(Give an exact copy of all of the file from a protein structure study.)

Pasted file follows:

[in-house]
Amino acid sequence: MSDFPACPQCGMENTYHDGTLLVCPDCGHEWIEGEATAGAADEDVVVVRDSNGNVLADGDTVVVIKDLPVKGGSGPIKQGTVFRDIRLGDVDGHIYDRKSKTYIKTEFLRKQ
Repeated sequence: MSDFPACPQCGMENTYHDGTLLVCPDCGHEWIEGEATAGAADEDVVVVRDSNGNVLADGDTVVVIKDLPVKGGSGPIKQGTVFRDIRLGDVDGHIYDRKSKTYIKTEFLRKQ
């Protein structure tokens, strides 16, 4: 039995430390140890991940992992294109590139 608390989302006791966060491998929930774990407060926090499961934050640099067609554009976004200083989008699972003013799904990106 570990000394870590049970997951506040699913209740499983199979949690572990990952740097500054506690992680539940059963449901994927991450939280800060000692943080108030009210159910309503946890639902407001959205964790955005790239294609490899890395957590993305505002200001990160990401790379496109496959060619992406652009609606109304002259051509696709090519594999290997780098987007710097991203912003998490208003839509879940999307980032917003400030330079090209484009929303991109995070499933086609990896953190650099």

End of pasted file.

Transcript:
[in-house]
Amino acid sequence: MSDFPACPQCGMENTYHDGTLLVCPDCGHEWIEGEATAGAADEDVVVVRDSNGNVLADGDTVVVIKDLPVKGGSGPIKQGTVFRDIRLGDVDGHIYDRKSKTYIKTEFLRKQ
Repeated sequence: MSDFPACPQCGMENTYHDGTLLVCPDCGHEWIEGEATAGAADEDVVVVRDSNGNVLADGDTVVVIKDLPVKGGSGPIKQGTVFRDIRLGDVDGHIYDRKSKTYIKTEFLRKQ
């Protein structure tokens, strides 16, 4: 039995430390140890991940992992294109590139 608390989302006791966060491998929930774990407060926090499961934050640099067609554009976004200083989008699972003013799904990106 570990000394870590049970997951506040699913209740499983199979949690572990990952740097500054506690992680539940059963449901994927991450939280800060000692943080108030009210159910309503946890639902407001959205964790955005790239294609490899890395957590993305505002200001990160990401790379496109496959060619992406652009609606109304002259051509696709090519594999290997780098987007710097991203912003998490208003839509879940999307980032917003400030330079090209484009929303991109995070499933086609990896953190650099």